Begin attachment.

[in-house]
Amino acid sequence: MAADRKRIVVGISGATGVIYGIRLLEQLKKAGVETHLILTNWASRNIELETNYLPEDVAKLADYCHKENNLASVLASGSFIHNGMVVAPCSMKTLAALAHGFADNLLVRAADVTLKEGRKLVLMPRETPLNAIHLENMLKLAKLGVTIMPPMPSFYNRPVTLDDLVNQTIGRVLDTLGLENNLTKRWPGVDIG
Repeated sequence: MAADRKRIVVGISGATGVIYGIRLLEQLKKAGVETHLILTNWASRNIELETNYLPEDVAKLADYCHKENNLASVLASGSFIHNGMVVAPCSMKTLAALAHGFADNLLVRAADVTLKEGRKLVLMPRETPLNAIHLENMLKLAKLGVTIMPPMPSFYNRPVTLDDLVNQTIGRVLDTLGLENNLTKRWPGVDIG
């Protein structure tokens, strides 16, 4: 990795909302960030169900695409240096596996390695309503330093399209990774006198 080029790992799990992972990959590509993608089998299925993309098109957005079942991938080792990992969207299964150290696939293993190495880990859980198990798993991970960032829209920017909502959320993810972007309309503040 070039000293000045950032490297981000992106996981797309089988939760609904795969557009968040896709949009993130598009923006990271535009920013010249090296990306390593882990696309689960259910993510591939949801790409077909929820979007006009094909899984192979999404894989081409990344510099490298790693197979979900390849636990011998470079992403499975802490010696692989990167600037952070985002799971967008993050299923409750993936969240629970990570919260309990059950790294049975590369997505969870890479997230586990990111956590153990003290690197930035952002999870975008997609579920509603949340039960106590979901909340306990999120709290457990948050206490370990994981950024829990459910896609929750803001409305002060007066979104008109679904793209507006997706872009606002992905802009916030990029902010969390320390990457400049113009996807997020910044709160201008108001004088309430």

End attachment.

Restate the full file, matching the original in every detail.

[in-house]
Amino acid sequence: MAADRKRIVVGISGATGVIYGIRLLEQLKKAGVETHLILTNWASRNIELETNYLPEDVAKLADYCHKENNLASVLASGSFIHNGMVVAPCSMKTLAALAHGFADNLLVRAADVTLKEGRKLVLMPRETPLNAIHLENMLKLAKLGVTIMPPMPSFYNRPVTLDDLVNQTIGRVLDTLGLENNLTKRWPGVDIG
Repeated sequence: MAADRKRIVVGISGATGVIYGIRLLEQLKKAGVETHLILTNWASRNIELETNYLPEDVAKLADYCHKENNLASVLASGSFIHNGMVVAPCSMKTLAALAHGFADNLLVRAADVTLKEGRKLVLMPRETPLNAIHLENMLKLAKLGVTIMPPMPSFYNRPVTLDDLVNQTIGRVLDTLGLENNLTKRWPGVDIG
């Protein structure tokens, strides 16, 4: 990795909302960030169900695409240096596996390695309503330093399209990774006198 080029790992799990992972990959590509993608089998299925993309098109957005079942991938080792990992969207299964150290696939293993190495880990859980198990798993991970960032829209920017909502959320993810972007309309503040 070039000293000045950032490297981000992106996981797309089988939760609904795969557009968040896709949009993130598009923006990271535009920013010249090296990306390593882990696309689960259910993510591939949801790409077909929820979007006009094909899984192979999404894989081409990344510099490298790693197979979900390849636990011998470079992403499975802490010696692989990167600037952070985002799971967008993050299923409750993936969240629970990570919260309990059950790294049975590369997505969870890479997230586990990111956590153990003290690197930035952002999870975008997609579920509603949340039960106590979901909340306990999120709290457990948050206490370990994981950024829990459910896609929750803001409305002060007066979104008109679904793209507006997706872009606002992905802009916030990029902010969390320390990457400049113009996807997020910044709160201008108001004088309430």